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The OU is an equal opportunities employer and welcomes applications from all backgrounds and nationalities. However, the OU is only able to accept applications from candidates who are resident in the UK, Guernsey, Jersey, the Isle of Man or the Republic of Ireland. Applications can be submitted in Welsh and a copy of the application form in Welsh can be downloaded from the How to Apply web page.

We aim to support our tutors so that they can fulfil the requirements of the role, so if you are disabled or have a medical condition and are short-listed for an interview you should discuss any adjustments required to enable you to attend the interview with us. Information about who to contact will be provided in your interview letter.

Resources are also available to enable tutors to provide support and guidance in meeting the needs of disabled students.

7.5 Summary

We very much hope that you now have all the information and enthusiasm you need to apply for a tutoring vacancy with The Open University. Now is a suitable time to review and reflect on what you have learned from this course.

Now you have completed this course you are able to: 

  • Identify the core aspects of the OU tutor role
  • Summarise the OU’s teaching methods and technologies
  • Demonstrate an understanding of the Computing and Communications curriculum
  • Describe the tutor’s role in correspondence tuition
  • Explain the role of CPD in supporting the development of pedagogic practice with novice tutors.

Digital badge and Statement of Participation

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The final step towards your digital badge and Statement of Participation is to complete the end-of-course knowledge assessment in step 7.7.

7.6 Further video resources

The full unedited footage of the video interviews with the OU tutors featured in this course is available here. These videos may prove interesting to watch if you would like to understand a little more about a particular aspect of being an OU tutor. The vidoes are listed under each subject heading.

Challenges in supporting students

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Helping to develop student skills

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How did you feel when you first started as an OU tutor and how do you feel now?

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How to help students engage with their learning

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Mentor and mentee roles

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The role of a tutor

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Student support

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When to contact students

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7.7 End-of-course knowledge assessment

This knowledge assessment contains 12 questions. The pass mark is 60% and you have unlimited attempts at the assessment.

This assessment counts towards your digital badge and Statement of Participation which can be used to support your application for a tutor role at the OU.

Go to the End-of-course knowledge assessment  now and gain your digital badge.

References

AdvanceHE (2018), Making Teaching Better [Online]. Available at: https://www.heacademy.ac.uk/ (Accessed 9 February 2020).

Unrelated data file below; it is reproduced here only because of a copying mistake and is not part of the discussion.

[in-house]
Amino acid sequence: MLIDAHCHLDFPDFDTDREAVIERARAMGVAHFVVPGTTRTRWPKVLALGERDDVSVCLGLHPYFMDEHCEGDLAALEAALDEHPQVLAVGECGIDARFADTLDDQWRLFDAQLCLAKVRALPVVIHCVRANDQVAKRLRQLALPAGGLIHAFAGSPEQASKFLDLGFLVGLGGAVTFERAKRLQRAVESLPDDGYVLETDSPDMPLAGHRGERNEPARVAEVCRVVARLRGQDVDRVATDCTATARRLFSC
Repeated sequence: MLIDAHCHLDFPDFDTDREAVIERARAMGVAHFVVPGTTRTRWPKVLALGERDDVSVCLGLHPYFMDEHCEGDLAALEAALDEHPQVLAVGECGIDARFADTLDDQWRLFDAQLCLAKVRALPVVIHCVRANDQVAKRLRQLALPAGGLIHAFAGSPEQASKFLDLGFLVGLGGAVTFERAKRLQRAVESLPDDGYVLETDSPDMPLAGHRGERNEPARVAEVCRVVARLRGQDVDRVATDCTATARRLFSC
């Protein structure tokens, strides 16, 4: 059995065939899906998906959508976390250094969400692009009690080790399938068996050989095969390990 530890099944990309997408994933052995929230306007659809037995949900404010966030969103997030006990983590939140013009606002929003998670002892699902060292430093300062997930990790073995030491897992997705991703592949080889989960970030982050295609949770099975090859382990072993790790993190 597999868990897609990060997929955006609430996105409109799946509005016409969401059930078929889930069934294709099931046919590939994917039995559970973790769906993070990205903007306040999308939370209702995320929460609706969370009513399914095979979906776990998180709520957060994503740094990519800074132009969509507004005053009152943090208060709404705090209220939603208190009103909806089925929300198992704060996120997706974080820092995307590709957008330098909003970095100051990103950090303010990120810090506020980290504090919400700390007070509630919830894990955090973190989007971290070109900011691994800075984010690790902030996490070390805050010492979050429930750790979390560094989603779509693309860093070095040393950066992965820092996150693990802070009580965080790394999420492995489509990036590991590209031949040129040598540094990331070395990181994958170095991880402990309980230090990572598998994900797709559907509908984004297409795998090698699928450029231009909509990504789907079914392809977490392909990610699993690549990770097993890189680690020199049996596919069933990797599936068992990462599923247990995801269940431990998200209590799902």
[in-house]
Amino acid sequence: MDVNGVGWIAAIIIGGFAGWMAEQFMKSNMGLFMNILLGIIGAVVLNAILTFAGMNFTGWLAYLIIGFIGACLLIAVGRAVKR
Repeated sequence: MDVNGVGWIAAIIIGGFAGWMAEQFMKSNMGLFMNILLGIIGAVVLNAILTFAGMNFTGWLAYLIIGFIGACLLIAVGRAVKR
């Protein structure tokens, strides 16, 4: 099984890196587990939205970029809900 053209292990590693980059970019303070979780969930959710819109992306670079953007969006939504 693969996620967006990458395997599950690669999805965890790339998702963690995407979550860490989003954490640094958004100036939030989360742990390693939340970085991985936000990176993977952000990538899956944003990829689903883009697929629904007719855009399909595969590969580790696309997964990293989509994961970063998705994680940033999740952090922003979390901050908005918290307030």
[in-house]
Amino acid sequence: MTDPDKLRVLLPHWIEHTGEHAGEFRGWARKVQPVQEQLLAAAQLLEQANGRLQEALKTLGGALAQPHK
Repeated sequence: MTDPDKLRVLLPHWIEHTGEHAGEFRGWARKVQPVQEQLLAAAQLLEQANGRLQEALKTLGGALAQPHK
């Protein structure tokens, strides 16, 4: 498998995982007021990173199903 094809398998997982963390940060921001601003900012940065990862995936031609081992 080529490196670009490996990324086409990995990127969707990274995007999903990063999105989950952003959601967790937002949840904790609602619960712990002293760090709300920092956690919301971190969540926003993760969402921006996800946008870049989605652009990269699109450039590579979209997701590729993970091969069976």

AdvanceHE (2019), UK Professional Standards Framework [Online]. Available at: https://www.advance-he.ac.uk/ guidance/ teaching-and-learning/ ukpsf (Accessed 9 February 2020).
eSTEeM, (n.d.) Investigating the perceived benefits to computing students of remote pair programming, The OU Centre for STEM pedagogy [Online]. Available at: http://www.open.ac.uk/ about/ teaching-and-learning/ esteem/ projects/ themes/ supporting-students/ investigating-the-perceived-benefits-computing-students-remote (Accessed 9 February 2020).
King, A. (1993), 'Sage on the Stage to Guide on the Side', College Teaching, Vol. 41, No. 1 (Winter, 1993), pp. 30-35, Taylor & Francis, [Online]. Available at: https://www.jstor.org/ stable/ 27558571 (Accessed: 15 April 2020).
Vygotsky, L.S. (1988), Thought and Language (trans. from Russian and revised and edited by Alex Kozulin), Cambridge, MA, MIT Press.
Walker, M. (2009), An investigation into written comments on assignments: do students find them usable? Assessment & Evaluation in Higher Education, 34(1) pp. 67–78.
Wenger, E. (1998), Communities of Practice Learning Meaning and Identity, Cambridge, UK, Cambridge University Press.

Acknowledgements

Grateful acknowledgement is made to the following sources:

Every effort has been made to contact copyright holders. If any have been inadvertently overlooked the publishers will be pleased to make the necessary arrangements at the first opportunity.

Important: *** against any of the acknowledgements below means that the wording has been dictated by the rights holder/publisher, and cannot be changed.

Except for third party materials and otherwise stated (see terms and conditions), this content is made available under a Creative Commons Attribution-NonCommercial-ShareAlike 4.0 Licence.

The material acknowledged below is Proprietary and used under licence (not subject to Creative Commons Licence). Grateful acknowledgement is made to the following sources for permission to reproduce material in this free course:

Acknowledgements for Part 7

Security-specialist-working-at-system-control: © gorodenkoff / iStock / Getty Images Plus

Team-of-computer-engineers: © gorodenkoff / iStock / Getty Images Plus